fresh cracked black pepper, to taste
1 T fresh thyme

Preheat grill or grill pan to high heat.  Slice sweet potatoes into ¾-inch thick wedges.  In large bowl, toss wedges with 2 tablespoons extra-virgin olive oil until coated and season with ¼ teaspoon sea salt.  Place wedges on hot grill and cook for 5-6 minutes, turning once, or until potato is tender.  

In food processor, mince garlic.  Add grilled sweet potatoes, 1 tablespoon extra-virgin olive oil, tahini, lemon juice, cumin, cayenne, ¼ teaspoon salt and black pepper to taste.  Pulse mixture until smooth.  Add fresh thyme and pulse until blended.  Serve with baby carrots or toasted pita bread.

Recipe by Garden Chef Megan McCarthy

Thursday, November 8, 2012

Paw Paw Patch

Colleen Golden, Atlanta Botanical Garden Senior Horticulturist of the Edible Garden, writes about a particular patch of interesting trees.

Asimina triloba, or Paw Paw, is the largest fruit native to the eastern United States, yet many people have never heard of it.  At the Atlanta Botanical Garden, we have a handful of paw paw trees in the beds adjacent to the edible amphitheater.  I grew up singing a song about paw paws that some might be familiar with, something about being “way down yonder in the paw paw patch.”  But in my entire life I had never seen a paw paw tree or tasted a fruit.  Consequently, I have been very excited for our paw paws to fruit and have paid very special attention to them each year, first noticing the non showy burgundy flowers that emerge before the leaves in the spring and then searching for any sign of fruit set in vain.  People suggested the trees had not made any fruit because they weren’t old enough yet, but others gave this advice: since paw paw flowers are pollinated by flies and beetles hang raw chicken necks on the branches when the trees are in bloom to attract pollinators.  Gross!  I knew that latter nugget of advice would not fly here at the Garden.  Don’t worry, I have good news, apparently seedlings will fruit when they get about six feet tall.  We harvested our first fruit in August sans a raw chicken gallows!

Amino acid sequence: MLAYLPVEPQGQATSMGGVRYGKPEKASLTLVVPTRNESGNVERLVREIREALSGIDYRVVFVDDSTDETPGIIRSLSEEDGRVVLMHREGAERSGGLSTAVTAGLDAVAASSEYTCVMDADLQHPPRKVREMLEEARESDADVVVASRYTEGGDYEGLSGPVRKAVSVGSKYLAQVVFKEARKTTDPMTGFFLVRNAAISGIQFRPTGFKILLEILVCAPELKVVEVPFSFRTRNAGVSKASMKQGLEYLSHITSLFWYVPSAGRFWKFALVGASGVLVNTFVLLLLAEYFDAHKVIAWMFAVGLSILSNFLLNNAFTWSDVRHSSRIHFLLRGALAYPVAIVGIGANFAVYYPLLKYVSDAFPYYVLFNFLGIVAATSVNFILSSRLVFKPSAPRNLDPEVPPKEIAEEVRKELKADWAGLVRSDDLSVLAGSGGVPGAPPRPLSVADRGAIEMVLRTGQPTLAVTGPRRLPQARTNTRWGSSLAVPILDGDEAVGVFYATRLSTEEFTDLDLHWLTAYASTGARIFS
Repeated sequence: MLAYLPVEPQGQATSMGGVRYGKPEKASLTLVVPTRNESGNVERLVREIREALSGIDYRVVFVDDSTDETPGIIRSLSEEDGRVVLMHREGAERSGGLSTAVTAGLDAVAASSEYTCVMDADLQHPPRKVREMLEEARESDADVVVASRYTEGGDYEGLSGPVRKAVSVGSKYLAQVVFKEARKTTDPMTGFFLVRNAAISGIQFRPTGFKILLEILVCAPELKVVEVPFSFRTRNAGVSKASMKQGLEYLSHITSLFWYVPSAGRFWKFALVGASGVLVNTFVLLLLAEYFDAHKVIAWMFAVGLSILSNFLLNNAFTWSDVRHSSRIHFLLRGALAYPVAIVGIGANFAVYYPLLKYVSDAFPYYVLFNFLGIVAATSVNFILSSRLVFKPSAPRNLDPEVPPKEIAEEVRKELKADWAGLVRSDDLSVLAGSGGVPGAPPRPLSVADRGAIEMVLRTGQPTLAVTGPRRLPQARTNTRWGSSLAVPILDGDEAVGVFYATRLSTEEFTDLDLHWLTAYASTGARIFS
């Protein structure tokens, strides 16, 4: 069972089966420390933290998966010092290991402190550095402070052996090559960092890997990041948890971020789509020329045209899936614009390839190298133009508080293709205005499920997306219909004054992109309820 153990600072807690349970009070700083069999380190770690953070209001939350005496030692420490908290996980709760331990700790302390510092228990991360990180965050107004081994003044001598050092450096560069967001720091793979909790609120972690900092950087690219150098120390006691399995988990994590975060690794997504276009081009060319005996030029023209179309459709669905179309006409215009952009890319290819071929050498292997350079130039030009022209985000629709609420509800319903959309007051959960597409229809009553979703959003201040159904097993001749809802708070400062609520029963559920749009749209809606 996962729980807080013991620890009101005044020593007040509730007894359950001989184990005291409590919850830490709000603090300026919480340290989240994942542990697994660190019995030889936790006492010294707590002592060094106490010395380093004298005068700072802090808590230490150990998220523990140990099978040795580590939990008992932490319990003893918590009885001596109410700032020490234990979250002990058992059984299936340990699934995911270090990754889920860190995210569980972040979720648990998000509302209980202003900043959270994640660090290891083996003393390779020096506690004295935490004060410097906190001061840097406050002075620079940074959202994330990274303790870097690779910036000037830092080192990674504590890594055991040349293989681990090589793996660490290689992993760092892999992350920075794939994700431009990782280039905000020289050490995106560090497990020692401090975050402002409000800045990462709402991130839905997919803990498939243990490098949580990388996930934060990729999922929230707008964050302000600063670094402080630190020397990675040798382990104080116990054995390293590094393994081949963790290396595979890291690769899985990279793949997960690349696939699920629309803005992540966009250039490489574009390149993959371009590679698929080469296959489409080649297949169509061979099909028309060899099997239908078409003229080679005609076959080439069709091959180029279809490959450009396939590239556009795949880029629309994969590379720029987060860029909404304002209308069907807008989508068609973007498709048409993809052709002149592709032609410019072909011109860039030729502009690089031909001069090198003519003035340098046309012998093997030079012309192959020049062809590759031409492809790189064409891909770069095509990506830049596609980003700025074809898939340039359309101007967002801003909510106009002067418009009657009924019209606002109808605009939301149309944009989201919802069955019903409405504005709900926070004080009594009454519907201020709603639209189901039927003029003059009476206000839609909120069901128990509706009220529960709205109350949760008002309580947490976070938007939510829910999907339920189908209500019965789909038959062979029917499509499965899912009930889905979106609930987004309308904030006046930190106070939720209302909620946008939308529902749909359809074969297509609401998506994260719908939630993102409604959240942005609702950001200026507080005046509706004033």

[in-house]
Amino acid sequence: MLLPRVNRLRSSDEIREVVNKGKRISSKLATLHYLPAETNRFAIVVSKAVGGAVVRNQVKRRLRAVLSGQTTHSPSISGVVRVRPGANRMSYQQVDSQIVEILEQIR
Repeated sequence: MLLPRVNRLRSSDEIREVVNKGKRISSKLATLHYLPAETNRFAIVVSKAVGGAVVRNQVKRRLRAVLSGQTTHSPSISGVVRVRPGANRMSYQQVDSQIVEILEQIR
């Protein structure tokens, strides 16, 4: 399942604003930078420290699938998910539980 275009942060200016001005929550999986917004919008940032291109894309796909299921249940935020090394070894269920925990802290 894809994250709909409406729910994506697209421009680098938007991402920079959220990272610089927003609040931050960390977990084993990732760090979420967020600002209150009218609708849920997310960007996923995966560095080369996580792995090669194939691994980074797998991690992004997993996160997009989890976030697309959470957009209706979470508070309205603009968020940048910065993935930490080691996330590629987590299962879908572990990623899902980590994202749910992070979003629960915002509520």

One fruit, one intoxicatingly fragrant kidney shaped greenish-yellow fruit.  Other common names for the paw paw include Poor Man’s Banana, Custard Apple and Hoosier Banana.  The skin is thin, and cutting through the middle reveals a handful of large lima bean shaped brown seeds and a soft creamy colored pulp.  We ate it straight out of the skin with a spoon although it is said to be good in ice creams and pies as well.  It tastes like a cross between a banana and a mango - really delicious.  It is actually a very healthy fruit rich in manganese, magnesium, zinc, iron, copper and amino acids. 

A paw paw is a deciduous small tree or large shrub.  It is the only temperate member of the tropical Annonaceae family which includes other delicious fruits like soursop (guanabana) and custard apple.  In the wild, the plant grows along streams or ravines in full sun or shade.  Optimum fruit set happens in the full sun; however, the first year or two after planting the trees can benefit from a little shade.  The term ‘paw paw patch’ comes from the plant’s ability to produce root suckers.  If these suckers are allowed to grow and produce suckers of their own a patch is formed.  The seeds contain alkaloids and are toxic if eaten.  These same toxic chemicals served early settlers well as they would used crushed seeds as an insecticide.  Paw paws are not self fertile so make sure to plant at least two unrelated trees to ensure fruit set.